More Horses, Fewer Donors Challenge Equine Rescue Groups

Two years ago, the directors of Maryland's equine rescue organizations got together to brainstorm ways to polish up their administrative skills and cultivate public support for their work. Back then, the Maryland Association of Rescue Equine Societies (MARES) was an informal coalition. These days, according to Kathleen Schwartz Howe, executive director and founder of Days End Farm Horse Rescue in Woodbine, Md., MARES is an increasingly important alliance for nonprofits with more horses in their care and fewer dollars to maintain them.

"The economy has really hit us hard," said Howe. "So, we're trying to find ways to pool our resources."

Howe said the high cost of hay and other horsekeeping necessities are partially to blame for the rise in the number of horses arriving at her rescue and other facilities in her state, as well as the decline in adoption interest. At the same time, she said, skyrocketing fuel and other living costs are claiming dollars that might have previously gone to nonprofits as charitable contributions.

"So MARES is working on ways to think out of the box when it comes to fundraising and offering incentives for our foster families to adopt the horses in their care," she said.

Howe and her colleagues are not the only ones grappling with the problem. Last July the Humane Society of the United States (HSUS), along with the Animal Welfare Institute and several other groups, formed the Homes for Horses Coalition, an effort HSUS Director of Equine Protection Keith Dane said is designed to support equine-focused nonprofits. Within the next year, coalition will create an accreditation program to lend credibility to authentic rescue operations.

"To give them a gold seal, so to speak, saying that this is an organization that donors can trust," Dane explained.

Homes for Horses will also work to engage breed and equestrian associations to support equine industry nonprofits.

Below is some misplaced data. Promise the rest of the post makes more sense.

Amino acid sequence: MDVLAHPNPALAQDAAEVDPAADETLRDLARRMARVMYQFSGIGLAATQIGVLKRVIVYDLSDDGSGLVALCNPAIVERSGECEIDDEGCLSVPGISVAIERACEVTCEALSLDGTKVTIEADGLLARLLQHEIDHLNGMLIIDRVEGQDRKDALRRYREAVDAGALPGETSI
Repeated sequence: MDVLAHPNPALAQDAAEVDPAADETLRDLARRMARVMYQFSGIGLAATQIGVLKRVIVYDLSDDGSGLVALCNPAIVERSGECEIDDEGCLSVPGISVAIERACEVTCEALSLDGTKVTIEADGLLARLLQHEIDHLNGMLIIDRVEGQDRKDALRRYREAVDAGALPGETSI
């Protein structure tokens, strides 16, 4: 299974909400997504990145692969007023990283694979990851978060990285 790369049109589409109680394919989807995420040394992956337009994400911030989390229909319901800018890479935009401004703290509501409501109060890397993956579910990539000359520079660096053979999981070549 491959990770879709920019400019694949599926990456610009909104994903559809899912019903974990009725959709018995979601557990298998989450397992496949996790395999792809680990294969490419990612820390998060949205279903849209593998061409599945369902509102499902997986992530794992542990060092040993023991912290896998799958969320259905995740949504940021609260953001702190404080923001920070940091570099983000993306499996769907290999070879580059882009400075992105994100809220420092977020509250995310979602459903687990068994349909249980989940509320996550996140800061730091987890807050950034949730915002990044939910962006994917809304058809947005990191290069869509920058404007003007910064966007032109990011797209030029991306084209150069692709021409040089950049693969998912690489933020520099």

"It could be $1 per horse, per event, or $1 per horse registered contribution to a nonprofit support fund, depending upon the organization," Dane said.

Tom Lenz, DVM, chairman of the Unwanted Horse Coalition, sees equine welfare organizations borrowing a page from small animal welfare leagues, too.

"We've seen euthanasia of unwanted healthy dogs and cats for the past 50 years," Lenz said. "I think horse rescues--and horse owners who can no longer care for their animals--are going to have to consider that as an affordable option to slaughter or abandonment."

In the meantime, Jennifer Williams, executive director of the Bluebonnet Equine Humane Society in Rosharon, Texas, has been consulting with Howe about creating a nonprofit alliance in her state. But it's not an easy sell.

"A lot of the rescues in Texas won't talk to one another partly because we're all competing for the same donor dollars," she said. "I'd love to see accreditation on a national level and some kind of organized financial support."

About the Author

Pat Raia

Pat Raia is a veteran journalist who enjoys covering equine welfare, industry, and news. In her spare time, she enjoys riding her Tennessee Walking Horse, Sonny.

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